Wednesday, March 28, 2018

When Does Your Rooster Crow?



 Ah, Peter. The outspoken, impulsive disciple. He was zealous, eager. He'd promised to even die for Jesus, then, a few hours later, he denied he even knew him. Not once, but three times, within Jesus' hearing. Then Jesus turned and looked directly at Peter and Peter remembered. Jesus knew.

​Peter’s trinity of denials during the last hours before Jesus was crucified showed him his own fallability. Jesus responded the next time they were face to face, after his resurrection, with probing questions but ultimately giving Peter ultimate grace, forgiveness and his commission. Peter went on to be a powerful apostle, and a key founder of the early church.

I have found the large trauma to be the one where I fully throw myself on the Lord: my mother’s cancer, Andrew’s ski injury at 15, the death of Brent. In those times, I know there is nothing I can do, so I must trust and I am held.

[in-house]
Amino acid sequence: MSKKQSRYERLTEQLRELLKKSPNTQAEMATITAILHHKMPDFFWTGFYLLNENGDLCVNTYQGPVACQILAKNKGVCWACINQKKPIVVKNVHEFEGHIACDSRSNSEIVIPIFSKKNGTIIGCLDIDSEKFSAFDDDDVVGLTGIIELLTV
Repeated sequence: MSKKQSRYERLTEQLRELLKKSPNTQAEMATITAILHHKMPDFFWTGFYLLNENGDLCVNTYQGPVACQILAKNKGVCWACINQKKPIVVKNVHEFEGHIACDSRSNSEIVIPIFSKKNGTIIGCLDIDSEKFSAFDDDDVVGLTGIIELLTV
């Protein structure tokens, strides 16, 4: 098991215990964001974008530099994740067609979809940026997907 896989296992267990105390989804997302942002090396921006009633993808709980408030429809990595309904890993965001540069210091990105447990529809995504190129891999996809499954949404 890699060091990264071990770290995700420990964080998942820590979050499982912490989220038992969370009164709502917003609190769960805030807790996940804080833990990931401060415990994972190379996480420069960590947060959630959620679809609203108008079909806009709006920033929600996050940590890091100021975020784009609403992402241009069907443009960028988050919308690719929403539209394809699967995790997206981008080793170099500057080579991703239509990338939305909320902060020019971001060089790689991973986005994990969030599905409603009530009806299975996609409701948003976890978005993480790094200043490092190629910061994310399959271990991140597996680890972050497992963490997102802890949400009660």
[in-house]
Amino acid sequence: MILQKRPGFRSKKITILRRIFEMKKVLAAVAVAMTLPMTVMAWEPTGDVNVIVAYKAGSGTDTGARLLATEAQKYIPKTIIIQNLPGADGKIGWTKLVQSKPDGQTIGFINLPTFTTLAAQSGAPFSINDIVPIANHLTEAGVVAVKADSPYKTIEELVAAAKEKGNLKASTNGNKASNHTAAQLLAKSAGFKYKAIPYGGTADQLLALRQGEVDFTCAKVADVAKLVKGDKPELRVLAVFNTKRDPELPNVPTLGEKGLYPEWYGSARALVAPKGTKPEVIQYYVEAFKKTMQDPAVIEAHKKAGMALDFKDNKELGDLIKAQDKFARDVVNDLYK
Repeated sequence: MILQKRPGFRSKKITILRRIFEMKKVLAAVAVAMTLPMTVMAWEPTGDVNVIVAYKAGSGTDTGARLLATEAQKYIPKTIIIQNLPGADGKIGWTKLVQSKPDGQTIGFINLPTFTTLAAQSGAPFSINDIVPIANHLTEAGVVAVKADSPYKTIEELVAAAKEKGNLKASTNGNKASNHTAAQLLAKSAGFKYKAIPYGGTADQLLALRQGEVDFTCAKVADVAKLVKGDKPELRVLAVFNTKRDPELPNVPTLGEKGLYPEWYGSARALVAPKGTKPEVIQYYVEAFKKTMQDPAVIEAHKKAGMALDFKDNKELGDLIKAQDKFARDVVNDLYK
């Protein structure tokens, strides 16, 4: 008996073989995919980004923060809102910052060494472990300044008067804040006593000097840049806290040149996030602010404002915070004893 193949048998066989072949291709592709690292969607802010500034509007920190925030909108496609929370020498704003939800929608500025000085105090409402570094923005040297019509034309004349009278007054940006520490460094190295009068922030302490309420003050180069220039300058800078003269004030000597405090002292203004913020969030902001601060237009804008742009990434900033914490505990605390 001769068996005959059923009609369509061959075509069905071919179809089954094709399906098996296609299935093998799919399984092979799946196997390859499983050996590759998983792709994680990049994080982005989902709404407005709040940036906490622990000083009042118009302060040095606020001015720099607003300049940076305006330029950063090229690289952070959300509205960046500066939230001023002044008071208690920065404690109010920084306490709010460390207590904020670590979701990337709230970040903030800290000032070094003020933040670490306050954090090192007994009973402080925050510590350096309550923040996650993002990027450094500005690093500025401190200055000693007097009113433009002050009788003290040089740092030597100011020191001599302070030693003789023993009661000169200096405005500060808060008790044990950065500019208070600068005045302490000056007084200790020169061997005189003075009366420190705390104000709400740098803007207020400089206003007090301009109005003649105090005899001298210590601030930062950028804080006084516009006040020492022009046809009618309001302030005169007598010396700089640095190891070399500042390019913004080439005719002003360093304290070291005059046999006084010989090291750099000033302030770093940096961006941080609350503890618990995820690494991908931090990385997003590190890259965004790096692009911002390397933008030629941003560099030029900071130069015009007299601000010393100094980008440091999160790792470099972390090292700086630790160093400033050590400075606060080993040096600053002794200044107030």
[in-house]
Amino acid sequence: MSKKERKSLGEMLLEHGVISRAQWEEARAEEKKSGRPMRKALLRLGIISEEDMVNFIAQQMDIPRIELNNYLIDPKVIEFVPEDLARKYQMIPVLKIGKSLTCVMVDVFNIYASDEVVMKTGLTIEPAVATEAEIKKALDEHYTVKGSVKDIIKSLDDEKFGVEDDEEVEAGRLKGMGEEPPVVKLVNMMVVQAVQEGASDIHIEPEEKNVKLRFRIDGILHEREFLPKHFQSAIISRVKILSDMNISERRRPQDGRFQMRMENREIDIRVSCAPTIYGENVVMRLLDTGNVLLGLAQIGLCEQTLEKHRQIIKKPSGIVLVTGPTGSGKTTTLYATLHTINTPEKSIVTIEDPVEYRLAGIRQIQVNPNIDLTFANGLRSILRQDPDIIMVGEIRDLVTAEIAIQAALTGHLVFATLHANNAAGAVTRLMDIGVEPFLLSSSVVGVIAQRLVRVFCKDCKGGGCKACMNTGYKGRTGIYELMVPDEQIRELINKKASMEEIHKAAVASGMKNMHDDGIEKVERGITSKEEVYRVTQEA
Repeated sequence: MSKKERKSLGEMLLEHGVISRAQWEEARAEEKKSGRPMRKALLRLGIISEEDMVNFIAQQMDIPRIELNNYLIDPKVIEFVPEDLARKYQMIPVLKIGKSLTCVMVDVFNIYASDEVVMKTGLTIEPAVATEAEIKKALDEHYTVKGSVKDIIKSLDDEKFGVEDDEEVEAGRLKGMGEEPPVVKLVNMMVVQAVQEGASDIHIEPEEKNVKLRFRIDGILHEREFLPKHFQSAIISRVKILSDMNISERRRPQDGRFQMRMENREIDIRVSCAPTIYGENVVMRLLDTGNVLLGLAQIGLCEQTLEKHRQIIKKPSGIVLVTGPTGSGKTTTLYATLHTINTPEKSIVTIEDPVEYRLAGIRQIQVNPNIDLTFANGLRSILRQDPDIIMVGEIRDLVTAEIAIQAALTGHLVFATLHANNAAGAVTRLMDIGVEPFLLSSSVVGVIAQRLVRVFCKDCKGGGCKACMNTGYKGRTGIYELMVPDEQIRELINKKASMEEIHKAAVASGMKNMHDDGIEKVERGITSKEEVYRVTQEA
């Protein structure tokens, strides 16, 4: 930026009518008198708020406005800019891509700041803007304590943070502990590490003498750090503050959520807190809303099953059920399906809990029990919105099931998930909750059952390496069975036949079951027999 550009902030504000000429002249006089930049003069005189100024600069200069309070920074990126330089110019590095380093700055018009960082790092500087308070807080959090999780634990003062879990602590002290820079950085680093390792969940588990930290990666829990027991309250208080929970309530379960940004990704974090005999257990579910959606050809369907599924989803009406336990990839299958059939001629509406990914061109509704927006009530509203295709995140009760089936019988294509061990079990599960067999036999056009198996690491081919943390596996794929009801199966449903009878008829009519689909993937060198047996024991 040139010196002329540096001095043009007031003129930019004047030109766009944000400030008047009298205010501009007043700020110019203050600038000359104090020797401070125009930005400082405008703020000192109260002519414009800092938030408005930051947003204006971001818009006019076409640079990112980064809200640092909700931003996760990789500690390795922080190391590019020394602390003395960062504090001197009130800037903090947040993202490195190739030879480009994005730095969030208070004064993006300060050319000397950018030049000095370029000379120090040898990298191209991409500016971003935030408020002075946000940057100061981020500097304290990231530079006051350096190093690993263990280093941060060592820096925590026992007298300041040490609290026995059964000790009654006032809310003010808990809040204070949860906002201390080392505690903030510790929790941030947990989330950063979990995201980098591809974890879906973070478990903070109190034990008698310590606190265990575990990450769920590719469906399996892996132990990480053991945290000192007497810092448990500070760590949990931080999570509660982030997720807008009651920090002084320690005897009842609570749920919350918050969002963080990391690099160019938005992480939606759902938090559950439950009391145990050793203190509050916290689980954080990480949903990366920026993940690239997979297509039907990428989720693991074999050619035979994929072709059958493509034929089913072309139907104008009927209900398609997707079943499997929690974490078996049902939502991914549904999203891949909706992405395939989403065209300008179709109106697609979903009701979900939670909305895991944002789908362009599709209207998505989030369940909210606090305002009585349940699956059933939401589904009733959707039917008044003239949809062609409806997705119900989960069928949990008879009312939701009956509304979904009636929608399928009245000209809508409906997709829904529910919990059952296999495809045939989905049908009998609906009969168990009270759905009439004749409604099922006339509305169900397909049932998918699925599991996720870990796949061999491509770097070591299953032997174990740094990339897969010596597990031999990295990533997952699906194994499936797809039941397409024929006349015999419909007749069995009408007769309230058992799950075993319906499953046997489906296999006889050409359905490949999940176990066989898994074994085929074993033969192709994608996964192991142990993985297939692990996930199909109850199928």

But the devil is in the details. I create my own suffering when I forget that God’s strength is perfected in my weakness, in the triviality of my day, when I can’t seem to just do the simple mundane task of keeping my papers in order on a daily basis for making timely claims on my health insurance benefits or doing my taxes or even having the right ingredients on hand to make supper.

Oh, I can trust God when I suffer great loss, (“To whom would we go? Only you have the words of eternal life” - also said by Peter!) but trusting the Spirit’s leading in the day to day, mundane, necessary, maintenance of life? Oh, I can do that without him.

I deny Jesus every time I think I don’t need his guidance,
every time I think “I’ve got this!”